NotesFAQContact Us
Collection
Advanced
Search Tips
Peer reviewed Peer reviewed
Direct linkDirect link
ERIC Number: EJ936565
Record Type: Journal
Publication Date: 2011
Pages: 8
Abstractor: ERIC
Reference Count: 21
ISBN: N/A
ISSN: ISSN-0024-1822
Confronting Contingency: Faculty Equity and the Goals of Academic Democracy
Maisto, Maria; Street, Steve
Liberal Education, v97 n1 p6-13 Win 2011
Much has been written about higher education's increasing reliance on contingent academic labor over the last few decades. The narrative, which includes differing accounts of what, or who, is most to blame, has been well rehearsed: the increase came in slow and steady waves tied to significant political and economic events, including postwar enrollment surges, economic downturns, and the shift to a corporate management model; it came with the knowing or unknowing complicity of administrators; it was caused by the complacency of the tenured, the fear of the untenured, or is simply collateral damage in a war against tenure. It is not the authors' purpose to analyze the causes of contingency; in this essay they focus on the efforts of those who have worked to reform or eliminate it. However, because the decades-old struggle to mitigate or reverse the trend has, in spite of a variety of efforts, seen the percentage of postsecondary faculty on contingent appointments actually rise from 43 percent in 1975 to almost 75 percent in 2010, and because troubling new developments include brazen union busting by the administration at East-West University in Chicago and the proposals by two community colleges in Michigan to outsource the hiring and administration of contingent faculty to new "academic temporary agencies," it is impossible not to return to questions of cause--and effect. For whether one believes that the reliance on contingent employment is a positive development, a simple fact of life of contemporary higher education, or one of the biggest threats yet to its integrity, it is imperative that the implications for the health of the profession, for the future of institutional leadership, and for the state of liberal education be considered. Such consideration will allow one to (re)write the narrative going forward, rather than to allow the narrative simply to repeat in an endless and ever-expanding loop, as it seems to have done since the American Association of University Professors issued its first official policy statement on contingency in 1980. (Contains 1 note.)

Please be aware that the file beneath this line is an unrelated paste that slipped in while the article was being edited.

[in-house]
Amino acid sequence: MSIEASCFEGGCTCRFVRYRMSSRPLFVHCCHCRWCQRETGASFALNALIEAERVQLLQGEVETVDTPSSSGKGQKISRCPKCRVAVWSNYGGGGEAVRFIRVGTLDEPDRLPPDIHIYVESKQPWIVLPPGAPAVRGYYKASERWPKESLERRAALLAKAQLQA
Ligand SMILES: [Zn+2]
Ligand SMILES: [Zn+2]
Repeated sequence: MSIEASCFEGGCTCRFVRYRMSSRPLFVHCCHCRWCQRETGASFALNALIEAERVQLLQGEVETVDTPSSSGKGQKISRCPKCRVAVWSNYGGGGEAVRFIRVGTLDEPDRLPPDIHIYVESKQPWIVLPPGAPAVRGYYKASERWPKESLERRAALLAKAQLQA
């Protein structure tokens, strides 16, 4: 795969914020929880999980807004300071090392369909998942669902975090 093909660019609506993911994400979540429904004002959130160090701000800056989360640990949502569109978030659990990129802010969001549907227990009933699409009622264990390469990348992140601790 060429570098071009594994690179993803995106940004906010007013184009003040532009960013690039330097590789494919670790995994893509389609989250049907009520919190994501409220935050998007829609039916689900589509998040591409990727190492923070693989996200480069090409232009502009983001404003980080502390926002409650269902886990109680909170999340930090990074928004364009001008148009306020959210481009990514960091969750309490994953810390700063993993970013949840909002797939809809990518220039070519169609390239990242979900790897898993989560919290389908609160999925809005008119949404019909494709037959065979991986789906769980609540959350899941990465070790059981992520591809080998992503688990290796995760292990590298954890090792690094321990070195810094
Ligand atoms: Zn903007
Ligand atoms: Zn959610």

Association of American Colleges and Universities. 1818 R Street NW, Washington, DC 20009. Tel: 800-297-3775; Tel: 202-387-3760; Fax: 202-265-9532; e-mail: pub_desk@aacu.org; Web site: http://www.aacu.org/publications/index.cfm
Publication Type: Journal Articles; Reports - Descriptive
Education Level: Higher Education
Audience: N/A
Language: English
Sponsor: N/A
Authoring Institution: N/A
Identifiers - Location: Illinois; Michigan